| Vera Cosculluela |
BRATISLAVA (AFP) – Once their crash pad, now their office. Seven homeless men who used to camp out at the Slovak capital’s main train station are now its baggage porters.
Looking dapper in blue uniforms and white gloves, they enter the main hall just after nine for their first shift.
Laco, in his 50s, makes a beeline for a woman with a massive suitcase and offers to carry it to the platform.
“But why?” she asks, surprised. He explains.
The free service, which launched earlier this month, is the brainchild of a Slovak non-governmental organisation, Proti Prudu, whose name means “against the current” in Slovak.
The group covers the cost of porter salaries and uniforms in the hope that the work will help the men recover their dignity and build relationships.
Laco lost his factory job after two months in the hospital.
Unable to find work in Zilina, his hometownin the north, he moved to Bratislava 15 years ago.
So began a life of odd jobs and homeless shelters and a brief stint sleeping rough. Now, after years of chaos, he can afford rent and chip away at his debt.
“They have a potentially hard task ahead of them. They’ll have to win people’s trust,” says Sandra Tordova, head of Proti Prudu.
“Their job will be to talk to passengers, handle the occasional rejection and solve any problems that may arise.”
The service is offered three times a week at off-peak hours for now, while the newbie porters get the hang of hauling bags and talking to passengers.
Later, they hope to expand to rush hour.
Porter Jozef Dorusak, 32, says the occasional passenger will refuse his offer.
“Old ladies in particular. But I understand: these are their personal belongings,” he says.
“They’re afraid their stuff will vanish.”
But most of the response has been positive, he adds.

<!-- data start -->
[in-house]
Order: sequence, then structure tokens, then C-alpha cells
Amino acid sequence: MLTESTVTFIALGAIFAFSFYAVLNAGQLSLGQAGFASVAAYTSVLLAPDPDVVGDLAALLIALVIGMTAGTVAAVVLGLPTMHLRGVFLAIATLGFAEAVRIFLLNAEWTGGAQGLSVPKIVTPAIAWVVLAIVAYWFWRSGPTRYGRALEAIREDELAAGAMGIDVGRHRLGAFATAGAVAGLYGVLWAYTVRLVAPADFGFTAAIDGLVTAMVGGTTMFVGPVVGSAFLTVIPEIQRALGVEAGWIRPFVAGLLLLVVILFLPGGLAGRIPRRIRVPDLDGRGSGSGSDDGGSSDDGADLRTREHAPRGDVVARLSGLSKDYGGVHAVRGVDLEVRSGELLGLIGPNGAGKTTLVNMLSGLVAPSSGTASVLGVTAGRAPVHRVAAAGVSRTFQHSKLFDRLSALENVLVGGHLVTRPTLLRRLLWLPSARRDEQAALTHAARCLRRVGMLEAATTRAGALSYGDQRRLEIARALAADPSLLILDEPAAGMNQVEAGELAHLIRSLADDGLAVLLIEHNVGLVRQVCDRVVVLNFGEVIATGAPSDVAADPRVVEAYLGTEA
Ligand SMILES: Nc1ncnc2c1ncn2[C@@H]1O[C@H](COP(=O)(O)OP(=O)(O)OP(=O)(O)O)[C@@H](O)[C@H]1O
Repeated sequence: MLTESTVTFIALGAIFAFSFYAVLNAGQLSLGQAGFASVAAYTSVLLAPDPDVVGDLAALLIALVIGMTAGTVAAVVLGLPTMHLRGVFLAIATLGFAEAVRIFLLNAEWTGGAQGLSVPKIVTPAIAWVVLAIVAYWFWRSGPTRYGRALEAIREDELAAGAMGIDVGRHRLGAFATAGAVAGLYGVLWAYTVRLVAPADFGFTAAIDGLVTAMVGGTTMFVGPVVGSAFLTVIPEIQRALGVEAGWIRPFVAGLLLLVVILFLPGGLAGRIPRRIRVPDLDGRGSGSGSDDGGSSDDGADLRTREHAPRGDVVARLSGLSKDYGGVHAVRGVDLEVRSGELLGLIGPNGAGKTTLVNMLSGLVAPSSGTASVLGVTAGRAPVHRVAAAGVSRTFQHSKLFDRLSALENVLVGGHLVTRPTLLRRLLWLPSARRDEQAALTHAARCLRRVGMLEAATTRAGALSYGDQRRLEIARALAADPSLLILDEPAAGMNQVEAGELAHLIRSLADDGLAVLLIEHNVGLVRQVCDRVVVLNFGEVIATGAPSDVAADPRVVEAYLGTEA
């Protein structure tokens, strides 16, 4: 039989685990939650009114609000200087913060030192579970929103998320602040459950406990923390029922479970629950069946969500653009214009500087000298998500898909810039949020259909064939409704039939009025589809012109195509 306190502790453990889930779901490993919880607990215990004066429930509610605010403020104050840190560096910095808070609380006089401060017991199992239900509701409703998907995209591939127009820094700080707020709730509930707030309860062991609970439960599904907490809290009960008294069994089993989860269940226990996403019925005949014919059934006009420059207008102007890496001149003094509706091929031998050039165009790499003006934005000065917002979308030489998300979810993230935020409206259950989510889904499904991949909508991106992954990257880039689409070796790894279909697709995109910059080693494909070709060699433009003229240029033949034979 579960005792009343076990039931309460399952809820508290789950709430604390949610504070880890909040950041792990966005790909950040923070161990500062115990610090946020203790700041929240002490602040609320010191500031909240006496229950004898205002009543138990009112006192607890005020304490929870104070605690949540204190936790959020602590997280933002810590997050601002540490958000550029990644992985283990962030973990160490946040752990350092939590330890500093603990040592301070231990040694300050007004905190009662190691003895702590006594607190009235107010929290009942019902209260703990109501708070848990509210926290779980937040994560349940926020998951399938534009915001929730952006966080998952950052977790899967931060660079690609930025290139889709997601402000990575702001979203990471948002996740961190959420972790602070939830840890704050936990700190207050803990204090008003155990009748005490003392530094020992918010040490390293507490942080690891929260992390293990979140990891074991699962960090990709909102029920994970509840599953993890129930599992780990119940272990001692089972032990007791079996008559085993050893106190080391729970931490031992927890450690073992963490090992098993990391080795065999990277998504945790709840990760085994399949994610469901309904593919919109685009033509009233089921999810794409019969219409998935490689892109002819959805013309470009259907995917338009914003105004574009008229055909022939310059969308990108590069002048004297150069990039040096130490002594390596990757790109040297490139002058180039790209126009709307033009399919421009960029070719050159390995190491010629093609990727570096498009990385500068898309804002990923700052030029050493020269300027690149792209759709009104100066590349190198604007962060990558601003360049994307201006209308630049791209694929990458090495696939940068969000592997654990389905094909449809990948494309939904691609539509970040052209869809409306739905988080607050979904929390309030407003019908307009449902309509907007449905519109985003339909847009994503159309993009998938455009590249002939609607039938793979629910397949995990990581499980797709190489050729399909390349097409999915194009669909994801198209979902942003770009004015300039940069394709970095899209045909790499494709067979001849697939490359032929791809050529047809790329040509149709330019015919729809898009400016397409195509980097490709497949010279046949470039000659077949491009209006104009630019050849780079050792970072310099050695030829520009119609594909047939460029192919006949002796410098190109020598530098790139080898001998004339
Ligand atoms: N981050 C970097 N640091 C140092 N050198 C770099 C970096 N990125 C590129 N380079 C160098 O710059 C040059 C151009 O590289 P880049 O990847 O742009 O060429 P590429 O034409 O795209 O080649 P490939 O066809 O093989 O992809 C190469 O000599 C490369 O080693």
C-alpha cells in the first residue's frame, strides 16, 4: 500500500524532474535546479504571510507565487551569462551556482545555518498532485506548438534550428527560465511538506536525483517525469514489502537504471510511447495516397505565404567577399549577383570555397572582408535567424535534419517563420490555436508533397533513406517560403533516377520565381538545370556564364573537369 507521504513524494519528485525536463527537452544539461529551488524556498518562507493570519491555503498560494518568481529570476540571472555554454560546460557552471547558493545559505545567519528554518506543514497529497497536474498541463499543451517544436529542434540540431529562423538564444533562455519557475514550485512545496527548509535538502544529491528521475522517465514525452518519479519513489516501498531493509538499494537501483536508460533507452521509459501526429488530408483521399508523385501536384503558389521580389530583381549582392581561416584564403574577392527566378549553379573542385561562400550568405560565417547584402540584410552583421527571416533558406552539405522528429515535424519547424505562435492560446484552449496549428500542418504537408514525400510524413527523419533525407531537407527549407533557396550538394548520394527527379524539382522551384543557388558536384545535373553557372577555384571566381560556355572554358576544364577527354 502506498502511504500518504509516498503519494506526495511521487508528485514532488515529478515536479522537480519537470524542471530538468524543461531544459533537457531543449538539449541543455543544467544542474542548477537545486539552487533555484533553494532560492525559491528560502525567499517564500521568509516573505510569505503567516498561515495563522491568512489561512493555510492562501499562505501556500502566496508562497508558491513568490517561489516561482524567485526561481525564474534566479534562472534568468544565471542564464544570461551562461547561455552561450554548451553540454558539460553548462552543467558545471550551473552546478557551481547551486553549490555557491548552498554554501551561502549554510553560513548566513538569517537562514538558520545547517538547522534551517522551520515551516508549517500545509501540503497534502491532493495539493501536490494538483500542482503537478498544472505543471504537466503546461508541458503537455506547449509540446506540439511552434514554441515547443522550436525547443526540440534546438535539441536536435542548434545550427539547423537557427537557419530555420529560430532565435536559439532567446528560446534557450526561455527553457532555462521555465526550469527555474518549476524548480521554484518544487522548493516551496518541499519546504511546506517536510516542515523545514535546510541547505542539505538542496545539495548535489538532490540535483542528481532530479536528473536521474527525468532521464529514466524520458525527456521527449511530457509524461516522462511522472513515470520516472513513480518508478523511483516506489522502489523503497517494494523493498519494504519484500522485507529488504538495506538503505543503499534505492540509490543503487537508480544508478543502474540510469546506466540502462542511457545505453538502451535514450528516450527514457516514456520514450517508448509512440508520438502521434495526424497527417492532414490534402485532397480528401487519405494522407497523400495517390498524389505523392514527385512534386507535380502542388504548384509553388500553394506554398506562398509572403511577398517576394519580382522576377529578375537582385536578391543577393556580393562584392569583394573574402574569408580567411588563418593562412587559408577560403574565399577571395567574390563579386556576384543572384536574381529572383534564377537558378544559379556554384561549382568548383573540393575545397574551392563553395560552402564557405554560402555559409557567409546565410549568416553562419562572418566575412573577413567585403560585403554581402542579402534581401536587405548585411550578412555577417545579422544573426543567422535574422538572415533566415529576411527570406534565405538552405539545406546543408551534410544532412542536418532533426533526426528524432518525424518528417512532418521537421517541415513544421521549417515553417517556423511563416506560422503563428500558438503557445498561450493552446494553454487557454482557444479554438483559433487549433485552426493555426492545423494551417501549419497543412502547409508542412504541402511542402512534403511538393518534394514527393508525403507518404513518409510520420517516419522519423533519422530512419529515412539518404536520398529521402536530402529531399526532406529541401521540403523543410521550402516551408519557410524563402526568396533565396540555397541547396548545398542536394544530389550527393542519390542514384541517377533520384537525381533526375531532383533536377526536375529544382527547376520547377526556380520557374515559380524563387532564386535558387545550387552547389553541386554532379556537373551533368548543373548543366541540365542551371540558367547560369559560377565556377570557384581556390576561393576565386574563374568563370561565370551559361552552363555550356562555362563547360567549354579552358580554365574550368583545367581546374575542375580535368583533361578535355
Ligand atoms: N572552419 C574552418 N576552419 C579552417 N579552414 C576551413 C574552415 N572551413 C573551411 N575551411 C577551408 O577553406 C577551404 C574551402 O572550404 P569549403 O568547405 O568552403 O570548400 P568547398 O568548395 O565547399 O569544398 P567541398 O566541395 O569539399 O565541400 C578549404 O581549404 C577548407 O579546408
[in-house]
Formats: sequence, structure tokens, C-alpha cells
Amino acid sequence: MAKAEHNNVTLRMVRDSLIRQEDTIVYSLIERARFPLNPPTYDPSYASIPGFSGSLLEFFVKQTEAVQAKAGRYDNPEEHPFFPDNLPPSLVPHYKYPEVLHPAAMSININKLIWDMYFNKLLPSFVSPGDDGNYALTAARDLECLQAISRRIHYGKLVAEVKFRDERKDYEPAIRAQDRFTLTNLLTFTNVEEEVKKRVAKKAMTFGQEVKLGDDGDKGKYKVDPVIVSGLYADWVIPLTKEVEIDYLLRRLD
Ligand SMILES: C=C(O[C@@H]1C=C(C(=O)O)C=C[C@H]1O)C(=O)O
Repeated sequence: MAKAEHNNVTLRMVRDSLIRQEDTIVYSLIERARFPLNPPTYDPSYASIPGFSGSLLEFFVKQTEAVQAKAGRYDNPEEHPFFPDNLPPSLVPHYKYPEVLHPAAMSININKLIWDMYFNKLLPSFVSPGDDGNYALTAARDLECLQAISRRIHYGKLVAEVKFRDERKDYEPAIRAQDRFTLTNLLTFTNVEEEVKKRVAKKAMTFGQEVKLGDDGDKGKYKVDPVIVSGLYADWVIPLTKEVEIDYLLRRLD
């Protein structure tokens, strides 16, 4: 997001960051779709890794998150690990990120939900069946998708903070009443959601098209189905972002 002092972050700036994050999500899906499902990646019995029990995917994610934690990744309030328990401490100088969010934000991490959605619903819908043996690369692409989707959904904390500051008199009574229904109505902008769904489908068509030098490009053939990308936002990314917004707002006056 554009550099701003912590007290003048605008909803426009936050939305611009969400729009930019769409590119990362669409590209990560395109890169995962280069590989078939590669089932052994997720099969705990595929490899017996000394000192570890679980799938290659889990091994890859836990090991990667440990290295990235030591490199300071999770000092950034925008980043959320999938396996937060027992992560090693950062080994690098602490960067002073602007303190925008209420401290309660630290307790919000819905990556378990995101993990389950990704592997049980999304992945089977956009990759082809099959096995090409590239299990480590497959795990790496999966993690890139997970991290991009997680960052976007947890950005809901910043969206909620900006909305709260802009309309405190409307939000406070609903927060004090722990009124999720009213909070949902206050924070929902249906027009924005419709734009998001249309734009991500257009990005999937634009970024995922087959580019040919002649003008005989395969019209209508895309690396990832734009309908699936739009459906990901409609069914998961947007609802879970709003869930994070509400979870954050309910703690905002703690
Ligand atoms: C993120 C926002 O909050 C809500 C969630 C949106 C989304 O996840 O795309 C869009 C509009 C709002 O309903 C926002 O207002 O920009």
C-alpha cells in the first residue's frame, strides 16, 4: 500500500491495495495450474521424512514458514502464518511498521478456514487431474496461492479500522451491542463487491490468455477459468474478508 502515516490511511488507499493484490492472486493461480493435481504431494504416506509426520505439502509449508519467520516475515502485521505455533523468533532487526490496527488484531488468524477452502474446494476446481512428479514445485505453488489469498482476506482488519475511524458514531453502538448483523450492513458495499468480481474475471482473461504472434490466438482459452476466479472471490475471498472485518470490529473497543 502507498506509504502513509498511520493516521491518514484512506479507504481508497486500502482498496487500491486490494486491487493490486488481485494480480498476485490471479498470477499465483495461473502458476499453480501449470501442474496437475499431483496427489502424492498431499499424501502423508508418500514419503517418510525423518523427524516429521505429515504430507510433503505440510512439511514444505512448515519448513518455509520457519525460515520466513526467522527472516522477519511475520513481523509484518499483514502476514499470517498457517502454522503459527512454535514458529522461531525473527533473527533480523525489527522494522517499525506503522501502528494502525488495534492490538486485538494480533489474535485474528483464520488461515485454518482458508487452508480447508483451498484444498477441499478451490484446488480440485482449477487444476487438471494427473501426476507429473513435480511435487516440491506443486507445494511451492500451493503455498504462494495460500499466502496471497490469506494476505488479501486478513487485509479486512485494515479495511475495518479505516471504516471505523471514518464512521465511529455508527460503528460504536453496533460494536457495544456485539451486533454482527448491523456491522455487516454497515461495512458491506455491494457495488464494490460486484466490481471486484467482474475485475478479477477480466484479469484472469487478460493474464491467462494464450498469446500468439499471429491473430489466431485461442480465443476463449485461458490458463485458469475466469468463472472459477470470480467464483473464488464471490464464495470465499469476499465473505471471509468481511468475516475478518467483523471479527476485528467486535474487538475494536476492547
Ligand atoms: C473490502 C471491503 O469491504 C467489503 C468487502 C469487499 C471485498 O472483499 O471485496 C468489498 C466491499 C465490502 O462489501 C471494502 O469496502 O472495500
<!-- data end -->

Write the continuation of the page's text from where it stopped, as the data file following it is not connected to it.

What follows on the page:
Dorusak’s name badge reads “Dodo”, his nickname since his early days at the orphanage – home growing up to a third of Slovakia’s street dwellers, according to Tordova.
He faults himself for winding up without a roof.
“I’m not going to blame the system or the state,” he tells AFP.
“I did some dumb things in my day and didn’t know how to manage my money. It’s something I’m learning now.”
Another NGO, Vagus, has also been securing jobs for some of Bratislava’s estimated 5,000 homeless.
The group recently opened the DobreDobre coffee shop, which has the feel of old Pressburg – the capital’s name under the Austro-Hungarian empire – and a staff of three former street dwellers.
“Some of the people who come here for coffee have no idea it’s a special place,” says manager Alexandra Karova.
“But that’s fine, because it’s sort of what we were hoping for,” she tells AFP.
Dressed like a hipster, in bow tie and suspenders, Milan is grateful for the waiter gig.
The 31-year-old former builder was unemployed for over a year and wound up on the street because of family conflict.
“I have a steady job now. I can buy whatever I want- new shoes, food, or even get a sit-down meal somewhere,” he tells AFP.
“It’s a completely different life from the one I had before.”